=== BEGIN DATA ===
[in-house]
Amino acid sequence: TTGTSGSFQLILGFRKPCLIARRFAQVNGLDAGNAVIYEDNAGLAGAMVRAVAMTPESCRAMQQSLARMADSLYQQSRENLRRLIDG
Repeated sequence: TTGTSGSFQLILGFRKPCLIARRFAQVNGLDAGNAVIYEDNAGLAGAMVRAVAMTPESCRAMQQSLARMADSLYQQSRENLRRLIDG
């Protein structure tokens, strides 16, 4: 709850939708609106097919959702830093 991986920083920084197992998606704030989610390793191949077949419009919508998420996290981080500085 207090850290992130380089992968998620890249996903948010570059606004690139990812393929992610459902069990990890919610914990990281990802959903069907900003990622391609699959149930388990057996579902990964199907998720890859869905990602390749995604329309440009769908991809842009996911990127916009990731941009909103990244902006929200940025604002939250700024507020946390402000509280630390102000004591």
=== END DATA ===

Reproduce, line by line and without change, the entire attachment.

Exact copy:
[in-house]
Amino acid sequence: TTGTSGSFQLILGFRKPCLIARRFAQVNGLDAGNAVIYEDNAGLAGAMVRAVAMTPESCRAMQQSLARMADSLYQQSRENLRRLIDG
Repeated sequence: TTGTSGSFQLILGFRKPCLIARRFAQVNGLDAGNAVIYEDNAGLAGAMVRAVAMTPESCRAMQQSLARMADSLYQQSRENLRRLIDG
């Protein structure tokens, strides 16, 4: 709850939708609106097919959702830093 991986920083920084197992998606704030989610390793191949077949419009919508998420996290981080500085 207090850290992130380089992968998620890249996903948010570059606004690139990812393929992610459902069990990890919610914990990281990802959903069907900003990622391609699959149930388990057996579902990964199907998720890859869905990602390749995604329309440009769908991809842009996911990127916009990731941009909103990244902006929200940025604002939250700024507020946390402000509280630390102000004591």